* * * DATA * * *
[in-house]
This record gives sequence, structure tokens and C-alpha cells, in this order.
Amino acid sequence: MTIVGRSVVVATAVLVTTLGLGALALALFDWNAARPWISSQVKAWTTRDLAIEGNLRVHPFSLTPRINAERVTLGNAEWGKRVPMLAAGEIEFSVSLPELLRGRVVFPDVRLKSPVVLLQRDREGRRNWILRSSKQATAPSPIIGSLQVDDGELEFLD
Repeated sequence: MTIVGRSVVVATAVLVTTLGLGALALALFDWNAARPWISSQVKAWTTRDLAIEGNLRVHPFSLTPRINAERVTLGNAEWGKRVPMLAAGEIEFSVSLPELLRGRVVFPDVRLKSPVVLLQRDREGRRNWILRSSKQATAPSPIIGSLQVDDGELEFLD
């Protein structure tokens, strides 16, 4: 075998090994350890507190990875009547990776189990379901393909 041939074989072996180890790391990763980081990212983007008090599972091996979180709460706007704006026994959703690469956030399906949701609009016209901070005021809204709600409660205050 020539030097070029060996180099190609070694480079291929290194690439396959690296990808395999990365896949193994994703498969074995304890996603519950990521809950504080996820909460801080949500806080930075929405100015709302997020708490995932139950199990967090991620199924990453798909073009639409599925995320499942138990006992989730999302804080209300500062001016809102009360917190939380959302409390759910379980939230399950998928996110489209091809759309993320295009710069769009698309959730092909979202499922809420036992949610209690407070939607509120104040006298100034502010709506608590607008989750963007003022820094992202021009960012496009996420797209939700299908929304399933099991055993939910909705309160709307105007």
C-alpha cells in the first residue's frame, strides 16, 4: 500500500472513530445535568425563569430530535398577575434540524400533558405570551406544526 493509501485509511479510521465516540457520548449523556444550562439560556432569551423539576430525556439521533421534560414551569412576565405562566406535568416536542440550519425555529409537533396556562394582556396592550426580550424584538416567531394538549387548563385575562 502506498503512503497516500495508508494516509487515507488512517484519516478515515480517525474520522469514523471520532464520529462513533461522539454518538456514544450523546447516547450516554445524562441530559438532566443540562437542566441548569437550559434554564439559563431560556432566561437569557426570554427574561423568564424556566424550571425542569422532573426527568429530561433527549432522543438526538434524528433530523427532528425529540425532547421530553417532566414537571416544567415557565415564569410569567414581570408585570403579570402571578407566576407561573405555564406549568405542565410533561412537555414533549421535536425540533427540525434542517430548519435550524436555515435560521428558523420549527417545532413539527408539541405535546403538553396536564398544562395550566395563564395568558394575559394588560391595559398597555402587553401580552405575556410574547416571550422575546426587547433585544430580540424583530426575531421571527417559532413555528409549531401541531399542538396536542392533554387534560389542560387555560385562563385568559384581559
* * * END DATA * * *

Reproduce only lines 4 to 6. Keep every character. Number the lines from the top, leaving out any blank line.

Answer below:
Repeated sequence: MTIVGRSVVVATAVLVTTLGLGALALALFDWNAARPWISSQVKAWTTRDLAIEGNLRVHPFSLTPRINAERVTLGNAEWGKRVPMLAAGEIEFSVSLPELLRGRVVFPDVRLKSPVVLLQRDREGRRNWILRSSKQATAPSPIIGSLQVDDGELEFLD
């Protein structure tokens, strides 16, 4: 075998090994350890507190990875009547990776189990379901393909 041939074989072996180890790391990763980081990212983007008090599972091996979180709460706007704006026994959703690469956030399906949701609009016209901070005021809204709600409660205050 020539030097070029060996180099190609070694480079291929290194690439396959690296990808395999990365896949193994994703498969074995304890996603519950990521809950504080996820909460801080949500806080930075929405100015709302997020708490995932139950199990967090991620199924990453798909073009639409599925995320499942138990006992989730999302804080209300500062001016809102009360917190939380959302409390759910379980939230399950998928996110489209091809759309993320295009710069769009698309959730092909979202499922809420036992949610209690407070939607509120104040006298100034502010709506608590607008989750963007003022820094992202021009960012496009996420797209939700299908929304399933099991055993939910909705309160709307105007």
C-alpha cells in the first residue's frame, strides 16, 4: 500500500472513530445535568425563569430530535398577575434540524400533558405570551406544526 493509501485509511479510521465516540457520548449523556444550562439560556432569551423539576430525556439521533421534560414551569412576565405562566406535568416536542440550519425555529409537533396556562394582556396592550426580550424584538416567531394538549387548563385575562 502506498503512503497516500495508508494516509487515507488512517484519516478515515480517525474520522469514523471520532464520529462513533461522539454518538456514544450523546447516547450516554445524562441530559438532566443540562437542566441548569437550559434554564439559563431560556432566561437569557426570554427574561423568564424556566424550571425542569422532573426527568429530561433527549432522543438526538434524528433530523427532528425529540425532547421530553417532566414537571416544567415557565415564569410569567414581570408585570403579570402571578407566576407561573405555564406549568405542565410533561412537555414533549421535536425540533427540525434542517430548519435550524436555515435560521428558523420549527417545532413539527408539541405535546403538553396536564398544562395550566395563564395568558394575559394588560391595559398597555402587553401580552405575556410574547416571550422575546426587547433585544430580540424583530426575531421571527417559532413555528409549531401541531399542538396536542392533554387534560389542560387555560385562563385568559384581559